Atheist Hanukkah Day 2 (Or Night 2)
Posted on December 17th, 2014
We almost skipped Day/Night 1. pH was so atrociously behaved it put some of her three-year-old tantrums to shame. (If you have never experienced child tantrum PTSD, where any sound of the child after the tantrum makes you twitch and reach for your drug of choice, and you think I am making this up, you can take your perfect children and ignore this post.)
My husband made her vacuum the downstairs as penance and all became well. @BetsyWhim once warned me about the odd years when I was still stuck with pH, age 3: BetsyWhim is one smart lady.
Regarding gifts: I ruled the first night meant she had to wait until sundown, but subsequent days would allow gifts in the morning. She was unimpressed with Night 1 gifts, but liked them today. She was impressed with Day 2 gifts this morning, then played with Night 1 gifts. I dunno. Kids.
(The adults set budgets for holidays and buy our own. I informed my husband he bought me some very lovely and tasteful things, thank you very much, a few of which I waited to open because I have SOME willpower.)
By quirk of fate yesterday, a Modcloth order showed up. I was very excited about this because it had been 14 days and shipping was, well, 5-9. Whatever. SOME willpower, remember?
It was defective.
I was unhappy.
Regarding candles: kH scoured Maccabees, read from it on Night 1 (I have never heard my husband, who was once a very devout and conservative Christian, recite any part of any version of the nativity story, so that was interesting).* He required we put the menorah in the window (I felt like that was false advertising, because again, only .5% Sephardic here). We did. I was delighted to see the childproof lighter really is childproof. I am confused about the 9th candle. One of my Jewish friends posted a picture of his with the 9th candle and another lit last night. My husband had read it actually didn’t matter how many candles were lit at once as long as the menorah was in the window, but since I know all those rules about advent candles and the WTF that happens when an acolyte screws it up (not to mention the changing of liturgical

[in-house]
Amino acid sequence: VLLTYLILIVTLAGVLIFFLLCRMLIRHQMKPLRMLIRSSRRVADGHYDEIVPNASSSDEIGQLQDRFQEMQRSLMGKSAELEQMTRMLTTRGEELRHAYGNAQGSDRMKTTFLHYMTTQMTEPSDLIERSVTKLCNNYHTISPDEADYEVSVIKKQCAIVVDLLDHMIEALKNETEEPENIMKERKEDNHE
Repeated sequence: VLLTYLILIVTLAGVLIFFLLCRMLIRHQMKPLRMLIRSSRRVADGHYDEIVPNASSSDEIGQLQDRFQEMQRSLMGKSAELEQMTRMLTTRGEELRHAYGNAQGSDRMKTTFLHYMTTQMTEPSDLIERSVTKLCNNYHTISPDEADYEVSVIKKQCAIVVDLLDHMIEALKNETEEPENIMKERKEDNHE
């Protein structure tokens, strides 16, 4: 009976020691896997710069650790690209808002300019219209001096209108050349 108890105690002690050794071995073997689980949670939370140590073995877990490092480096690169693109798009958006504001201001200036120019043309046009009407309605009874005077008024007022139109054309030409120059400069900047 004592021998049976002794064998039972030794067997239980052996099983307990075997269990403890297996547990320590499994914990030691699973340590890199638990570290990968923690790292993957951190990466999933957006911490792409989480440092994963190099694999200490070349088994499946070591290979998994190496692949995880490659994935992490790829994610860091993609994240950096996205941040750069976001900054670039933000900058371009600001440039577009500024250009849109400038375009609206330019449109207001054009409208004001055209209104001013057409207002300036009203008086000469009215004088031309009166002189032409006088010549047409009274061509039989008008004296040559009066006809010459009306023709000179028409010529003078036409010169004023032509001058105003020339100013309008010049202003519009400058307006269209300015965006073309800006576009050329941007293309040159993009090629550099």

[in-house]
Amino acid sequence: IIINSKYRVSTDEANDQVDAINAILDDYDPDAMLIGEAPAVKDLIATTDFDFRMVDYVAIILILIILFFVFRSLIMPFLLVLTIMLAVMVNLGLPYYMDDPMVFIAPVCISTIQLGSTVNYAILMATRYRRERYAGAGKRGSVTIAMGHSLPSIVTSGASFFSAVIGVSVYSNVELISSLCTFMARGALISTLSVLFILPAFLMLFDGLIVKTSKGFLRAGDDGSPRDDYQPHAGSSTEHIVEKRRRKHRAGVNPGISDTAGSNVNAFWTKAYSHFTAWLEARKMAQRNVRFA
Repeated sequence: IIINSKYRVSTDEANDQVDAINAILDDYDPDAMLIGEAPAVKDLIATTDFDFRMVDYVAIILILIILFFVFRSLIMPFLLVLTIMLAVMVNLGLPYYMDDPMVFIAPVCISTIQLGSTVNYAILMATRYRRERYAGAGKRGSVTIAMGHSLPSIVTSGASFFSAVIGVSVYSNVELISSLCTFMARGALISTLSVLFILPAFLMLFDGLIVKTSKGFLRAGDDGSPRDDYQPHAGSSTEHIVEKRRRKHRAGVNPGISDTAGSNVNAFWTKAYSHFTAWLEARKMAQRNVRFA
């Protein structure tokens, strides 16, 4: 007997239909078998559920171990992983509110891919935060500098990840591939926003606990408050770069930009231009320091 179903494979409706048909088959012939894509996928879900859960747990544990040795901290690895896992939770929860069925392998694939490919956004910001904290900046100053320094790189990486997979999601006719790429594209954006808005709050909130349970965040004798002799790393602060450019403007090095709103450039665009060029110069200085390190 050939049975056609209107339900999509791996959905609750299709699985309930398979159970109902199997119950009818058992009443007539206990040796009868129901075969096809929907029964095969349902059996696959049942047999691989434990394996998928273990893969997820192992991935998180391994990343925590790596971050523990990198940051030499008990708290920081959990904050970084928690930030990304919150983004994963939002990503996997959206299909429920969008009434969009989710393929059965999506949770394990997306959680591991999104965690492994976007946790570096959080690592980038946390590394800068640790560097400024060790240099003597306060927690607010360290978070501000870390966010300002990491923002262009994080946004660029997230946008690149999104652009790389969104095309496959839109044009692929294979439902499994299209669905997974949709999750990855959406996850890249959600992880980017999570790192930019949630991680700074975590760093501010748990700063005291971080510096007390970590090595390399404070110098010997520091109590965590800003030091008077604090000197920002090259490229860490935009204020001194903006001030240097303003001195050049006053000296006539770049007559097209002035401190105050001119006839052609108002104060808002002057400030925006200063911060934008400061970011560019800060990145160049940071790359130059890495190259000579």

underwear colors) I was pretty sure that a religion with a lot of rules should have some hard-and-fast citations on this, or at least some good case law.
But again. I’m the parent letting her play with fire, so I let it go.
Regarding the frying of potatoes: we are filling the tiny condo with guests Sunday, whereupon I will attempt to do latkes for the first time. I saw someone on Facebook (you know who you are) who put smoked salmon on hers and I’m stealing that.
Day 2: Today, by quirk of fate, a two year old Kickstarter reward showed up. Instead of an autographed “hardbound paperback,” I have a cheaply printed ARC. (I pledged $75, people, and I was really poor in 2012.)
I was unhappy. Maybe it’s the time I spent editing genre novels, but I hate ARCs (and only seek them out if I know the book is going to be priced for a university library). If they’re free, fine. Otherwise, I like final drafts.
Since one of the books/gifts kH “bought” for the holiday arrived relatively recently, at least I have that.
My child on Day 2? I wouldn’t say she was ideally behaved today, but it was pretty damned close. She did all the things and I was pretty sure I was going to get the Mother of the Year award when I said she could play Kinectimals (Now with Bears–that gets me every time. Now with Bears!) before supper.
Well, two down, six to go. So far, so good. It is less stress. I love the menorah. I love not having the Christmas STUFF overwhelming us, the memory of Christmases past weighing on me, and the fun of doing something totally new for us. But again, with apologies to my Jewish readers who have probably facepalmed through this post: I appreciate your forbearance. So far my biggest stress is whether the candles will burn down the house.
*My brothers used to re-arrange the creche. They’d put the animals around the Baby Jesus and the adults and angels off to the side, arguing with each other. Which…pretty much sums up our childhood.